Immutability of string and concurrency

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Should we synchronize on writing strings? Since string is immutable we will never get inconsistent state between write and read from the 2 different threads, right?

On other words, why we don't have atomic for string type?


string values are immutable, but variables are not. Variables are–what their name say–variable, their values can be changed.

You don't need synchronization for accessing a string value, that can't change. If a string value is handed to you, that (the content of the string) will always remain the same (usage of package unsafe does not count).

You need synchronization when you want to access a variable of string type from multiple goroutines concurrently, if at least one of the accesses is a write (a write that changes the value of the string variable). This is true for variables of any type in Go, the string type is not special in any way.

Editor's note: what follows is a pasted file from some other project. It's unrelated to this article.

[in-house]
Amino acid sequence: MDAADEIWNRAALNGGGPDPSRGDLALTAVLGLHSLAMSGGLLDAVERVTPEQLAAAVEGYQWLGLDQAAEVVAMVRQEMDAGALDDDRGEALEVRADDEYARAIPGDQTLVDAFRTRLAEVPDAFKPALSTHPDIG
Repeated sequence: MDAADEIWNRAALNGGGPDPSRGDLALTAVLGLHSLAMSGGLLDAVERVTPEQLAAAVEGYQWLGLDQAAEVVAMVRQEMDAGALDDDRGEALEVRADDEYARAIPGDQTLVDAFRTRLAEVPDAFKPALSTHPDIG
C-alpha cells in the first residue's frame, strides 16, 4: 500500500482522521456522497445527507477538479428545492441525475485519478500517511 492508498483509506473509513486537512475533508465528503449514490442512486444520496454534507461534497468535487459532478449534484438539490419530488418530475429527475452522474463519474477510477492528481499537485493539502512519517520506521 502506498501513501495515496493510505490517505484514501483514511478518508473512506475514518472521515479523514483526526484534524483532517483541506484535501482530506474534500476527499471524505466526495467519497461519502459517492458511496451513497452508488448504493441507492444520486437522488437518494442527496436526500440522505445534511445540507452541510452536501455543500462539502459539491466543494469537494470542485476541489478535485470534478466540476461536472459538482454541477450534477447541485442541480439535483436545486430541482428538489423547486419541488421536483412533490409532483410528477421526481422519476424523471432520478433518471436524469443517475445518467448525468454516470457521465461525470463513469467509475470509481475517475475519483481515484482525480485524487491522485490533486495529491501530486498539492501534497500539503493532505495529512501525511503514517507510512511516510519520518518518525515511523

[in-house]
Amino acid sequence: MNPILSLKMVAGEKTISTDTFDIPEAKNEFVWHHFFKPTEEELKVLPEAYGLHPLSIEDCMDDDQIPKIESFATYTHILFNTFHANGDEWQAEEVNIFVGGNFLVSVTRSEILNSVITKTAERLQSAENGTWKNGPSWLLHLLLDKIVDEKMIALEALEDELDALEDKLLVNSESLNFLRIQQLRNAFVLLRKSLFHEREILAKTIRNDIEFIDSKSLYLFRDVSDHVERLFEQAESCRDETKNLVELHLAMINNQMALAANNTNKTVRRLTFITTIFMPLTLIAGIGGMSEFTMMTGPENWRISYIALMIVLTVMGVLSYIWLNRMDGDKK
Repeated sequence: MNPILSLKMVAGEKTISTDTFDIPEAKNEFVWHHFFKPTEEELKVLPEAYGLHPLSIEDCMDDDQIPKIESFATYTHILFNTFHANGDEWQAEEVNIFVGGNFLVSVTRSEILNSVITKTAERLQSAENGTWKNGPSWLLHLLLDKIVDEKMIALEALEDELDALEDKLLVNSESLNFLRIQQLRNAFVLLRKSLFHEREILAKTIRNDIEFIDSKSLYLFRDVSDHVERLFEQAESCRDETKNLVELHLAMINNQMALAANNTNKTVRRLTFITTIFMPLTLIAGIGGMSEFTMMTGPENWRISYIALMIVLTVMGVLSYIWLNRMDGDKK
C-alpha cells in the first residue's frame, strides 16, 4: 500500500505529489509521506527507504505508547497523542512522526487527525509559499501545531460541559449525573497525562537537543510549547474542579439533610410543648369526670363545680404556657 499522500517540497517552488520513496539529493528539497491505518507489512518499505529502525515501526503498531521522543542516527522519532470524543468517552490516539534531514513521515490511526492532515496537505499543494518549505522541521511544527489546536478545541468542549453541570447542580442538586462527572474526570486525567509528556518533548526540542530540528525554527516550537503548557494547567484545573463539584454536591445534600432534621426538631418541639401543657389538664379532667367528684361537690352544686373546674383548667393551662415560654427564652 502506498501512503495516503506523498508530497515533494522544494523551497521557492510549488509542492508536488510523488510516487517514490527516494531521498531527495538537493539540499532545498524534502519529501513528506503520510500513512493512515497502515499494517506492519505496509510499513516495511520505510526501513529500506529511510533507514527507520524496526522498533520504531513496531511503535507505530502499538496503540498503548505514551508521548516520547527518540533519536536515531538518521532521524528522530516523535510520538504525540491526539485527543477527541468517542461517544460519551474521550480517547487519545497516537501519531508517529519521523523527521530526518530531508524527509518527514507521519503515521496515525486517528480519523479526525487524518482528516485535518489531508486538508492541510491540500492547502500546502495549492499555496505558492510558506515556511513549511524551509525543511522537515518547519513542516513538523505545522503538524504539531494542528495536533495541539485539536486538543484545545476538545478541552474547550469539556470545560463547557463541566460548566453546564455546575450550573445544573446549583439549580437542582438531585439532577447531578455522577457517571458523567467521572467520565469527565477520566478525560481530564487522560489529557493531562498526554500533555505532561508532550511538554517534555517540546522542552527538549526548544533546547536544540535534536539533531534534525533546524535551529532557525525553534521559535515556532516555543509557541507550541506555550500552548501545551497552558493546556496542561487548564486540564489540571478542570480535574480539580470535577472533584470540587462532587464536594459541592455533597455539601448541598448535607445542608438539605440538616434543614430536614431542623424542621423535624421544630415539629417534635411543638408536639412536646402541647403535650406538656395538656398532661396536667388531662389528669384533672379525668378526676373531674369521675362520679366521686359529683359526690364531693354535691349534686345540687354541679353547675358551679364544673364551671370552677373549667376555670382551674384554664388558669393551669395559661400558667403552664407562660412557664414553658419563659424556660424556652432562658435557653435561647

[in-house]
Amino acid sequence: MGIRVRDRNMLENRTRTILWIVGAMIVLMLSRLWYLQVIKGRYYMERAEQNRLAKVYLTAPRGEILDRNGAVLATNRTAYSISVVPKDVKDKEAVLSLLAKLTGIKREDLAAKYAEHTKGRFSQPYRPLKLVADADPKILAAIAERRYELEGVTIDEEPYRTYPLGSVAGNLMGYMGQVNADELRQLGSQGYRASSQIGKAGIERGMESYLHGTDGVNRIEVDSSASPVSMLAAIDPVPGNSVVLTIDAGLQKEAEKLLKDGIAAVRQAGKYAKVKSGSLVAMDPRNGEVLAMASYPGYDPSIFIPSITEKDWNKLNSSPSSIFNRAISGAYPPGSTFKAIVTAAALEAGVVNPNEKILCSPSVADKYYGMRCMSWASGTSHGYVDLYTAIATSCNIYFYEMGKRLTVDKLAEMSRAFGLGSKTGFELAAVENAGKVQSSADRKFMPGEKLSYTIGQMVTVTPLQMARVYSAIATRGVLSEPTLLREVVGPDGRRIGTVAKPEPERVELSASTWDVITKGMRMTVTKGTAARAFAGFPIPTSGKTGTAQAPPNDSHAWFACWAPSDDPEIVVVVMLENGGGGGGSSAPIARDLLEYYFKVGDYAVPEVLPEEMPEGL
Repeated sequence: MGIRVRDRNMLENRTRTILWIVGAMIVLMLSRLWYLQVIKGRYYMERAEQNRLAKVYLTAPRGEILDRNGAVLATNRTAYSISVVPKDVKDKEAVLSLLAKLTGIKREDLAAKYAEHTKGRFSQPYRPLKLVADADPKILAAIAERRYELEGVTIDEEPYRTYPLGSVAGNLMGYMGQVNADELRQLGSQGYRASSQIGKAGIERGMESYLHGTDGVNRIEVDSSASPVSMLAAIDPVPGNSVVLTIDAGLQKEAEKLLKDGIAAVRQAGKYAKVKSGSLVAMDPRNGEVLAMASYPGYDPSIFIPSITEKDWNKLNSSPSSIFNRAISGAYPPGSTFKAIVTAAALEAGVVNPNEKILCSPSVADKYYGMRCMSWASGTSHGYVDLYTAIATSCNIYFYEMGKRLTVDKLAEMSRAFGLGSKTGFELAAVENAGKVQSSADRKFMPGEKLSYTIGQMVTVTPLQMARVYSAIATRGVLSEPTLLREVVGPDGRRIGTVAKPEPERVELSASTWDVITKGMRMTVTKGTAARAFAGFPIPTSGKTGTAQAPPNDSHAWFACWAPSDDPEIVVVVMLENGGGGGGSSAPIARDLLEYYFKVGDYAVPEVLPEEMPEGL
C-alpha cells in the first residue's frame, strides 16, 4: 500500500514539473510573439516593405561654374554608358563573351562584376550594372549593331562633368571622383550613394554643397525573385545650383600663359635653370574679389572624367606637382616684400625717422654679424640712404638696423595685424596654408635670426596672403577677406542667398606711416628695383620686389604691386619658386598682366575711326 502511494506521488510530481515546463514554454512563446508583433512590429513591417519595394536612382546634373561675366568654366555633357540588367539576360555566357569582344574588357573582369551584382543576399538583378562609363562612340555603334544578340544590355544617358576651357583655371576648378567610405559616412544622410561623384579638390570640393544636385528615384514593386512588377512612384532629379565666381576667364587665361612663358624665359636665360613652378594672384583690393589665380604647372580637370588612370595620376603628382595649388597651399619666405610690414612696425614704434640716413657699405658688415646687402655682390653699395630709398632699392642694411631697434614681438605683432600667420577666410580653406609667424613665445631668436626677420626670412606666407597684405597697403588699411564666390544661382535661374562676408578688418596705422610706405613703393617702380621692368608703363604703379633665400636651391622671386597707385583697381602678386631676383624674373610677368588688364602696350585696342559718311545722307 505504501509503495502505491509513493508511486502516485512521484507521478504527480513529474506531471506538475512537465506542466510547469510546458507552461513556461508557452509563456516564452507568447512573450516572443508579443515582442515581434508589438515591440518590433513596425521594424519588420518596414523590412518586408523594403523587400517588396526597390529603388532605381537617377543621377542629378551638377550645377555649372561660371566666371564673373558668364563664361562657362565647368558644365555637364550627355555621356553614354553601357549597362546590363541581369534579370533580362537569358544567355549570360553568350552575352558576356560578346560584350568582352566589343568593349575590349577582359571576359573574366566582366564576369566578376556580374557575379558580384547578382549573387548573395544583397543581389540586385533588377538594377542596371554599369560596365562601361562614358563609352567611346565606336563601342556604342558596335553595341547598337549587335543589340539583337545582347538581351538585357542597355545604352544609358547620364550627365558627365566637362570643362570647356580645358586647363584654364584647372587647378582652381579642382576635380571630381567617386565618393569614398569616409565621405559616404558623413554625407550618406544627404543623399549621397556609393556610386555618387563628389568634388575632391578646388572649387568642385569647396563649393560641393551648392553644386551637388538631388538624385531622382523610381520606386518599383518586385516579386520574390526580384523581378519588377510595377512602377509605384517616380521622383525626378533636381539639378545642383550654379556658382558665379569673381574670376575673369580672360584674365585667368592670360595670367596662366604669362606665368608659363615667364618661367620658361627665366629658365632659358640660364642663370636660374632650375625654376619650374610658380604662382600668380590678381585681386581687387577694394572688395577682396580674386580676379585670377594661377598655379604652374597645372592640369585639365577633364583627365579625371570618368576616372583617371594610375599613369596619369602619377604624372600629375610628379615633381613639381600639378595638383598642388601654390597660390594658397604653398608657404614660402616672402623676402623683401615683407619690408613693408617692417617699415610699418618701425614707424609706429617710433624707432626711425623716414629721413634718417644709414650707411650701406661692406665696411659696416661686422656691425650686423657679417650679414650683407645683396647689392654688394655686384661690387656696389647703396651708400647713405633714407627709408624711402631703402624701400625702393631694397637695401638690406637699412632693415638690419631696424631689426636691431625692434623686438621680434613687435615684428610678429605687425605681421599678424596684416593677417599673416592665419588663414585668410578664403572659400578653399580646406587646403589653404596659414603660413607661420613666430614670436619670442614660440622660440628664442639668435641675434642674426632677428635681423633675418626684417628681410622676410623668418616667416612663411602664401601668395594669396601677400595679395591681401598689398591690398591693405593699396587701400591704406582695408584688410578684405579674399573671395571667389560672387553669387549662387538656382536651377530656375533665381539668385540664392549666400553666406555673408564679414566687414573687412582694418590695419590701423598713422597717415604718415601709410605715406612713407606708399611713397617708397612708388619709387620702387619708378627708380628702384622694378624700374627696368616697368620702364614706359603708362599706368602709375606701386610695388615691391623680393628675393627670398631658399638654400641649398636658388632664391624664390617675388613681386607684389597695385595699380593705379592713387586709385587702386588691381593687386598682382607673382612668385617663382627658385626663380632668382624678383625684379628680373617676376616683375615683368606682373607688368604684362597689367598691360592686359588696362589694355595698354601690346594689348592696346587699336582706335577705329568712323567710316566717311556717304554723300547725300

What does this mean in practice?

If you have a function that receives a string value "hello", you can be sure the string value will stay "hello" no matter what. Consequently if you don't change the argument yourself, it will always hold the string value "hello".

As a counter-example, if your function receives a slice value []byte{1, 2, 3}, you don't have the same guarantee, because slices are mutable. The caller also has the slice value (the slice header), else it couldn't pass it in the first place. And if the caller modifies the elements of the slice concurrently, since they share the same backing array, the slice that was handed to you will also see the changed data... with proper synchronization; because without synchronization this would be a data race (and hence undefined behavior).

See this example:

var sig = make(chan int)  func main() {     s := []byte{1, 2, 3}     go func() {         <-sig         s[0] = 100         sig <- 0     }()     sliceTest(s) }  func sliceTest(s []byte) {     fmt.Println("First  s =", s)      sig <- 0 // send signal to modify now     <-sig    // Wait for modification to complete      fmt.Println("Second s =", s) } 

Output (try it on the Go Playground):

First  s = [1 2 3] Second s = [100 2 3] 

Focus on sliceTest(): it receives a slice, and it prints it. Then waits a little (gives a "go" to a concurrent goroutine to modify it, and waits for this modification to complete), and prints it again, and it has changed, yet sliceTest() itself did not modify it.

Now if sliceTest() would receive a string argument instead, this could not happen.

See related / possible duplicate: Immutable string and pointer address


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